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Hydraulic Hose Repair: How to Tell When It’s Time

A brake line and hose connection under the hood.

Working hydraulics are necessary for proper vehicle operation and safety. A hydraulic hose is tasked with handling liquid pressure and flow, and if a hose failure occurs, it can affect connected components and endanger the driver. Knowing how to determine if your vehicle needs a hydraulic hose repair or replacement is essential to good car maintenance.

What Do Hydraulic Hose Systems Do?

Passenger vehicle brakes, steering and transmission all use hydraulic hose systems. Other systems that move fluid (such as engine cooling, A/C and heating, fuel, and others) also require automotive hoses, but hydraulic hoses have to withstand high amounts of pressure and allow the fluid to flow at a specified rate so that it reaches its destination. Hydraulic hoses are composed of strength-lending braided steel enclosed in rubber housing to prevent leaking. Unfortunately, this rubber is subject to deterioration and corrosion. In the heavy equipment world it is the hydraulic systems that allow massive machines to perform Herculean tasks. They move hydraulic cylinders for digging and turn hydraulic motors for tracks.

Safety First

When checking high pressure hydraulic hoses like those used on machinery there is a very real danger from high pressure hydraulic fluid. Inspect hydraulic hoses with the machine turned off to reduce the pressure in the hydraulic system. If possible relieve any residual hydraulic pressure before inspection. You should wear safety glasses or a face shield when inspecting hydraulic hoses. Use your eyes for the inspection as much as possible. A hydraulic hose can hold well over 2,000 psi which can go through even the toughest safety gloves. If you need to touch or move a hydraulic line, use something like a broom handle instead of your hand. Never touch a hydraulic hose while the machine is running and never attempt a hydraulic line repair on a pressurized machine. Many people underestimate the power of hydraulic fluid under pressure due to its easy flowing nature, but remember the same forces that move mountains runs through those small hoses.

Hose Checks

Hydraulic Hose RepairIt’s important to check your hoses for signs of aging, heat exposure and sun exposure to prevent it from hardening and cracking. UV light can damage hydraulic hoses over time. You should also look for kinks or excessive twists in the line, which can limit flow and lead to pressure buildup. Flat areas in the line indicate bad routing and could mean that the hose has been pinched or is pulling a vacuum.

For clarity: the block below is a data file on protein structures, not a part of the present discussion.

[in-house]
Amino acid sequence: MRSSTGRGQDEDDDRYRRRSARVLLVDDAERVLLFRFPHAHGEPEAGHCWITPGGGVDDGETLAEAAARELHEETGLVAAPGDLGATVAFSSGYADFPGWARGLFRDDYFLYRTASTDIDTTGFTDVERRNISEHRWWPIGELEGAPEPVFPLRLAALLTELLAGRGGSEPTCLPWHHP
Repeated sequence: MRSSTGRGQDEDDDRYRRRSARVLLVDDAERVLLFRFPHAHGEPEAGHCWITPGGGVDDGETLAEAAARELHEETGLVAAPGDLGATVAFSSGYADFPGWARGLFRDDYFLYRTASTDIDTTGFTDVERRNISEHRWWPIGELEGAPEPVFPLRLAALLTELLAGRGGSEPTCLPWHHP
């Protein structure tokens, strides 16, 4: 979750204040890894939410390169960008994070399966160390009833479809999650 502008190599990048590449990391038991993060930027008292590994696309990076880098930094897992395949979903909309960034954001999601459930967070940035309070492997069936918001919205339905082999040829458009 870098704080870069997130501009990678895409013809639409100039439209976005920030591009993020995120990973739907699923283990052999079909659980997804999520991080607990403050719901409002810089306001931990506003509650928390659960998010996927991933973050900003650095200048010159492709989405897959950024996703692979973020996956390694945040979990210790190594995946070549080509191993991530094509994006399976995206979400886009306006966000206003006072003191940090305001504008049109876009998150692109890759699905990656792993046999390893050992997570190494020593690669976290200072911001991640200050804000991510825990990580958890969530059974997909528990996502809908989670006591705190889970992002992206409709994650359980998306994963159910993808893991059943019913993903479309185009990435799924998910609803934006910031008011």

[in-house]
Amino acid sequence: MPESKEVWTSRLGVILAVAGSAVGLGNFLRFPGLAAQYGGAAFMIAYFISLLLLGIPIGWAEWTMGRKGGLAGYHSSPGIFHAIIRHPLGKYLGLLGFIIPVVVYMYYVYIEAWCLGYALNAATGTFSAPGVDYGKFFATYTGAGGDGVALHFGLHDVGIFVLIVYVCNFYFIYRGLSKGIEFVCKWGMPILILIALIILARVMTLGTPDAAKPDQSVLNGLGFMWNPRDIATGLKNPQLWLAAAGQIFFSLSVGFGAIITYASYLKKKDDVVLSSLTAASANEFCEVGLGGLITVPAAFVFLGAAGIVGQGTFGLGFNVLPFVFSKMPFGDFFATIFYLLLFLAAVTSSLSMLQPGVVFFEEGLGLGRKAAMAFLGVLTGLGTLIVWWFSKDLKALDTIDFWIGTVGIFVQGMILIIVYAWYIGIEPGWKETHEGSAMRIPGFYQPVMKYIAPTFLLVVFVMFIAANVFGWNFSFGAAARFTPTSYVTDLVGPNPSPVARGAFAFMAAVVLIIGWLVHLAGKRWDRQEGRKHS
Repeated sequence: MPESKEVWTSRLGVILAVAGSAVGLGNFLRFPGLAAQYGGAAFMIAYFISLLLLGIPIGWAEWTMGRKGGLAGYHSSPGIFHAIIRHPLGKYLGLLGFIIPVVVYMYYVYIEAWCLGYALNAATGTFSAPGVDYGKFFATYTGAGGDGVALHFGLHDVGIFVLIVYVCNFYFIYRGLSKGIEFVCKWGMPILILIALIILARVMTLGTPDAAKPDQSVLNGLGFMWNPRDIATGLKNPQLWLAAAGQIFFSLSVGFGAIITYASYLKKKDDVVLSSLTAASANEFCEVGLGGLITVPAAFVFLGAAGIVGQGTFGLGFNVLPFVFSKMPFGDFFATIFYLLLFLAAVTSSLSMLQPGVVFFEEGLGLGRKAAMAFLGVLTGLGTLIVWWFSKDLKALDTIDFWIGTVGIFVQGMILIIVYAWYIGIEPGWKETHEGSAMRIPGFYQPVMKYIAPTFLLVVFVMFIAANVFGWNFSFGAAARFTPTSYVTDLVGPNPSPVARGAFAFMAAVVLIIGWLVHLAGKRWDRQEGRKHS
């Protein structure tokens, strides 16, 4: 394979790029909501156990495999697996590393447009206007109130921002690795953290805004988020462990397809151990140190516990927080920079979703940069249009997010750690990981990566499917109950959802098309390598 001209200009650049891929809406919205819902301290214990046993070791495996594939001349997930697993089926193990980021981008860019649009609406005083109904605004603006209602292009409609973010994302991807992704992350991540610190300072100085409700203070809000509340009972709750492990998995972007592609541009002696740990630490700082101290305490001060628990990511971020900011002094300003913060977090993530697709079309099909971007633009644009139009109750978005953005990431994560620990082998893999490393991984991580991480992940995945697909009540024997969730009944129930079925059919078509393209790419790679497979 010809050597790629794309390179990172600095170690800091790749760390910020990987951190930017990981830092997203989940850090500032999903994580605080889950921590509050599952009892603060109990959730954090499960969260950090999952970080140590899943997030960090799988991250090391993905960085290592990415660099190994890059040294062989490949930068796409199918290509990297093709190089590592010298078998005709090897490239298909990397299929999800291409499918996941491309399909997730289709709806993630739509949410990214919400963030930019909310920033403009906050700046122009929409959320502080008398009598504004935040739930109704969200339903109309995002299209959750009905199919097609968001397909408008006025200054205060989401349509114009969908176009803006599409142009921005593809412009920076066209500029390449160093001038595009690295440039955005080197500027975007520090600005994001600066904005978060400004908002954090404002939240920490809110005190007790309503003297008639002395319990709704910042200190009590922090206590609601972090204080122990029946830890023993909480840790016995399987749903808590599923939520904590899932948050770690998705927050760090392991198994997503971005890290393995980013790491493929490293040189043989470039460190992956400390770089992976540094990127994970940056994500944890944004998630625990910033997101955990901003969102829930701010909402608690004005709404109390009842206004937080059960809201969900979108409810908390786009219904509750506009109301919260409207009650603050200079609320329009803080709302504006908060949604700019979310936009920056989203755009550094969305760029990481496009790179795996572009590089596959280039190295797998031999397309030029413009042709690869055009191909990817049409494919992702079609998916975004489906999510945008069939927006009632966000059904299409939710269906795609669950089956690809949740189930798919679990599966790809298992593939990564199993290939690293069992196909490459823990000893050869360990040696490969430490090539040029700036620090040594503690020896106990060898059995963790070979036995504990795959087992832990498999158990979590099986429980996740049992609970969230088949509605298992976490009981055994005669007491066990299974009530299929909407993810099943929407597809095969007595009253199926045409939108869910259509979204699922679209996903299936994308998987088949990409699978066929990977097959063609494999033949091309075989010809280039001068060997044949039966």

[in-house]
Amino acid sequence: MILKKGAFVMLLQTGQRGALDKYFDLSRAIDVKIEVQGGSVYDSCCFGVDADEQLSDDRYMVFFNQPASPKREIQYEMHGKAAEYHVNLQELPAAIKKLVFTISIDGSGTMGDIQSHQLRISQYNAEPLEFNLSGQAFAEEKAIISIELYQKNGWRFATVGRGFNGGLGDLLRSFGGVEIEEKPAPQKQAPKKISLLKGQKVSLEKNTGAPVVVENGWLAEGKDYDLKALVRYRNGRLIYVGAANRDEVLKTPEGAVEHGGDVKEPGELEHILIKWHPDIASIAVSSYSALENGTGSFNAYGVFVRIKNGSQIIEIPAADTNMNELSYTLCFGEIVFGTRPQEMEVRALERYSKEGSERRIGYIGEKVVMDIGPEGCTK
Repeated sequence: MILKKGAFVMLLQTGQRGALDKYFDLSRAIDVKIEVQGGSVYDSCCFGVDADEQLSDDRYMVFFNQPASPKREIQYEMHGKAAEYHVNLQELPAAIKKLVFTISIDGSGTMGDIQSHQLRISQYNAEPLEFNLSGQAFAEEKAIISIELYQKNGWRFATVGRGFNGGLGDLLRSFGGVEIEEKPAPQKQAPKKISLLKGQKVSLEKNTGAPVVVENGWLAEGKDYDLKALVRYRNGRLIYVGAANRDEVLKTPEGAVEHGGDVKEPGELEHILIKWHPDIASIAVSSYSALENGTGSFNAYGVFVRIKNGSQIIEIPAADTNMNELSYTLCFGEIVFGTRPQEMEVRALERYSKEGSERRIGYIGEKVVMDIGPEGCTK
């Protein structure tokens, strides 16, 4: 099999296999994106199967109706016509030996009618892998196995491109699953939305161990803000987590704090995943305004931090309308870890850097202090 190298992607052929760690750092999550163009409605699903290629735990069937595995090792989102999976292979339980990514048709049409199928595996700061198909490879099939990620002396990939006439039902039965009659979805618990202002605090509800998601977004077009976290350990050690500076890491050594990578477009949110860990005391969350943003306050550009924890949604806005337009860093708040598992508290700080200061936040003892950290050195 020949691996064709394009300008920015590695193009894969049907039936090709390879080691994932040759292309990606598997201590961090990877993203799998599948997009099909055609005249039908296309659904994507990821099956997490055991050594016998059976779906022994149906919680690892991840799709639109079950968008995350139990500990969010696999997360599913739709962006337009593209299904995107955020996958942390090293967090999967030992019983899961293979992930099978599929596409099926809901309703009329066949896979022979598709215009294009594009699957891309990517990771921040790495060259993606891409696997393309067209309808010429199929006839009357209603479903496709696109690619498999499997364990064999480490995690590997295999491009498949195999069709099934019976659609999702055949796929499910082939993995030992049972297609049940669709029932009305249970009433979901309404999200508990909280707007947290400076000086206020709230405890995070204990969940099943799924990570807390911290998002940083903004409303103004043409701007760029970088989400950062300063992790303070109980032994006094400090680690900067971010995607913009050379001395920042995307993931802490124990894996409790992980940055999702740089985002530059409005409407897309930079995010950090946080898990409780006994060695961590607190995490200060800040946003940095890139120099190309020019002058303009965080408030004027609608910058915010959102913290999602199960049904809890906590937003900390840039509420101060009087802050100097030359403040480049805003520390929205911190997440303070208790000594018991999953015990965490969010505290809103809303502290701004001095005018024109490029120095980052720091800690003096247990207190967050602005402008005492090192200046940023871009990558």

Check to make sure the hose is not rubbing against a sharp object and that no parts of it are worn or deeply cut. There should be no burns, bubbles or blisters. The hose should be the same diameter through its entire length with no swelling or bulges. You should not be able to see any of the reinforcement layer (mesh, wiring, plastic, etc.) underneath the outer sheathing. If the hose has protective covers check them for damage as well.

You should also inspect for leaks, especially at connections, which are common points of failure. The hose should be dry with no signs of hydraulic fluid on the outside. It is okay if the hose is wet from water or mud, just keep an eye out for the rainbow sheen of oil. Any of these signs mean it is time for hydraulic hose replacement.

Repair or Replace?

Deciding whether to repair or replace a hose relies on a simple rule: When in doubt, replace it. Any damage to the length of a hose compromises the integrity of its walls and can prevent it from holding fluid under a specified pressure, so you’ll need to replace it. Often, damage and leaks occur at the end of the hose or at a point of connection. Sometimes, you can simply tighten a fitting, but in other cases you may need to replace an O-ring. There are also times when the fitting breaks but enough of the hose length remains. If this occurs, you’ll just need to remove the fitting and install a new one.

However, in many cases, such as with brake flex lines, the hose should be replaced. Luckily brake flex lines are fairly straightforward to replace. While you may find things a hydraulic hose repair kit for sale, it is best to just replace the hose when it is damaged. Smart preventative measures can also be taken, such as installing hose protectors at the first sign of minor wear.  Never open or attempt to repair a hose that’s under pressure, and always wear appropriate eye and hand protection while you work.

So now you are thinking “how do I find hydraulic hose repair near me?” Depending on your location some NAPA and NAPA AutoCare may have an in-house hydraulic hose repair shop that can make custom replacement hydraulic hoses just for your needs. Simply bring your old hose assembly with you to use as a template.

Hoses keep things flowing, and with regular checkups and preventative maintenance, they can do their job. Now that you know what to look for in a hydraulic hose, you can take action at the first sign of wear and tear. If you see a leaking hydraulic hose don’t wait for it to fail and leave you with a big mess or worse.

Check out all the hose repair products available on NAPAOnline, or trust one of our 17,000 NAPA AutoCare locations for routine maintenance and repairs. For more information on hydraulic hose repair and how to find a hydraulic hose repair shop near me, chat with a knowledgeable expert at your local NAPA Auto Parts store.

Photo courtesy of Blair Lampe.

Blair Lampe View All

Blair Lampe is a New York-based professional mechanic, blogger, theater technician, and speechwriter.  In her downtime she enjoys backpacking wherever her boots will carry her, rock climbing, experimental theatre, a crisp rosé , and showering love on her 2001 Sierra truck.

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